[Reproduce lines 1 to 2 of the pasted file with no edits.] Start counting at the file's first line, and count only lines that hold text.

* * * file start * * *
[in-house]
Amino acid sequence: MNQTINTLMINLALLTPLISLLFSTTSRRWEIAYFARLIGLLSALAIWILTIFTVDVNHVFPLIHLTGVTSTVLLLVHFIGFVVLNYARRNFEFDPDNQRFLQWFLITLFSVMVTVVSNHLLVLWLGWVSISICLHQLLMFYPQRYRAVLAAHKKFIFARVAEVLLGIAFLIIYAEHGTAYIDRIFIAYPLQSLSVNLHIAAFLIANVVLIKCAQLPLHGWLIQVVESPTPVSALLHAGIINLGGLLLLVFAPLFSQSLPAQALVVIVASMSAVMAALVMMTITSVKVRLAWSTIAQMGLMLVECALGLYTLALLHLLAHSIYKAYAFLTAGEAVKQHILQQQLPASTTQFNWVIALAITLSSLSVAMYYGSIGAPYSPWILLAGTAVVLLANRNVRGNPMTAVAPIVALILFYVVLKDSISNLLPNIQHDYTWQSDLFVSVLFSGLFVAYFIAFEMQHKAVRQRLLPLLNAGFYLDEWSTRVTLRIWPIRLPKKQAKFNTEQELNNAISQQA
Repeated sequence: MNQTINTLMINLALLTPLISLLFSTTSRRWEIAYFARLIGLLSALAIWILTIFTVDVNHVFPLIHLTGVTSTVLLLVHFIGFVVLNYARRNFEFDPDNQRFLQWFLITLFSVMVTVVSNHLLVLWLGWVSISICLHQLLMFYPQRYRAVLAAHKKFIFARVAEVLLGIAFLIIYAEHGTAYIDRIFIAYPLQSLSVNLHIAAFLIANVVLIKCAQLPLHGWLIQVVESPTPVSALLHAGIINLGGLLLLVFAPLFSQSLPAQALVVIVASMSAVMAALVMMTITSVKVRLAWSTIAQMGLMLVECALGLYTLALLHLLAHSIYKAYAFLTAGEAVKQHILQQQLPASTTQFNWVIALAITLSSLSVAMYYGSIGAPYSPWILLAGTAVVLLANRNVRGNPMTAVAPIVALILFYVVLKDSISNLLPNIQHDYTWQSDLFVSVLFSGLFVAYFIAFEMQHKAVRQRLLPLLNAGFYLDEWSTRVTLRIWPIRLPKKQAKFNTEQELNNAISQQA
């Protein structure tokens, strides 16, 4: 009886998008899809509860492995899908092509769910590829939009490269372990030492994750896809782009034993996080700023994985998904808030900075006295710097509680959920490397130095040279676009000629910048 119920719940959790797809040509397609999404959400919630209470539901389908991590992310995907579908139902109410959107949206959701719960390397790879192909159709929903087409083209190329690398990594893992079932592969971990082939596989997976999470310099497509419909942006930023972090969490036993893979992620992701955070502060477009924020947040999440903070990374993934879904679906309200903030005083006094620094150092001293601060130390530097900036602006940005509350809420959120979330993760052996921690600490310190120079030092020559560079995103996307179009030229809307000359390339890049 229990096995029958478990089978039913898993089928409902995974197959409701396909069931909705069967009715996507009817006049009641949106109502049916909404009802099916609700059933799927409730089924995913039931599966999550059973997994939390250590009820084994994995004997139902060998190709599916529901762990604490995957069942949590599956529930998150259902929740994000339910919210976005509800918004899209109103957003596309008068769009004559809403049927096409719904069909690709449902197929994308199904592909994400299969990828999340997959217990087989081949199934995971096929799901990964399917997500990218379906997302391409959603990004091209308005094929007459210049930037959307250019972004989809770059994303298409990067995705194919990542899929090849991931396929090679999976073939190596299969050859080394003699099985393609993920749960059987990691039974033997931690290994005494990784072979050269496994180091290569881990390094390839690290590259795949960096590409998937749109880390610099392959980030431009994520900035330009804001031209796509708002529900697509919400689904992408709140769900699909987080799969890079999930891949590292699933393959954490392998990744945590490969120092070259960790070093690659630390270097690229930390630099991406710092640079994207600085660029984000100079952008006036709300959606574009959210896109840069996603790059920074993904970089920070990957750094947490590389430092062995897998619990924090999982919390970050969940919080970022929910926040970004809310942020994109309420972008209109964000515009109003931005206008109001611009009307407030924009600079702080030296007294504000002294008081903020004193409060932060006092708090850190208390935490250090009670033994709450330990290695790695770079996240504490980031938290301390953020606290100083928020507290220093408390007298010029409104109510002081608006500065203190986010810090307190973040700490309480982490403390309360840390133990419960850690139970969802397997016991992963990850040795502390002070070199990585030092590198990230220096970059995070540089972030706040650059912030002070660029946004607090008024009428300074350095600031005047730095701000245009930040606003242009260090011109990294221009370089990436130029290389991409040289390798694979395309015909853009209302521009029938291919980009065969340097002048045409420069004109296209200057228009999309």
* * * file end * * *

[in-house]
Amino acid sequence: MNQTINTLMINLALLTPLISLLFSTTSRRWEIAYFARLIGLLSALAIWILTIFTVDVNHVFPLIHLTGVTSTVLLLVHFIGFVVLNYARRNFEFDPDNQRFLQWFLITLFSVMVTVVSNHLLVLWLGWVSISICLHQLLMFYPQRYRAVLAAHKKFIFARVAEVLLGIAFLIIYAEHGTAYIDRIFIAYPLQSLSVNLHIAAFLIANVVLIKCAQLPLHGWLIQVVESPTPVSALLHAGIINLGGLLLLVFAPLFSQSLPAQALVVIVASMSAVMAALVMMTITSVKVRLAWSTIAQMGLMLVECALGLYTLALLHLLAHSIYKAYAFLTAGEAVKQHILQQQLPASTTQFNWVIALAITLSSLSVAMYYGSIGAPYSPWILLAGTAVVLLANRNVRGNPMTAVAPIVALILFYVVLKDSISNLLPNIQHDYTWQSDLFVSVLFSGLFVAYFIAFEMQHKAVRQRLLPLLNAGFYLDEWSTRVTLRIWPIRLPKKQAKFNTEQELNNAISQQA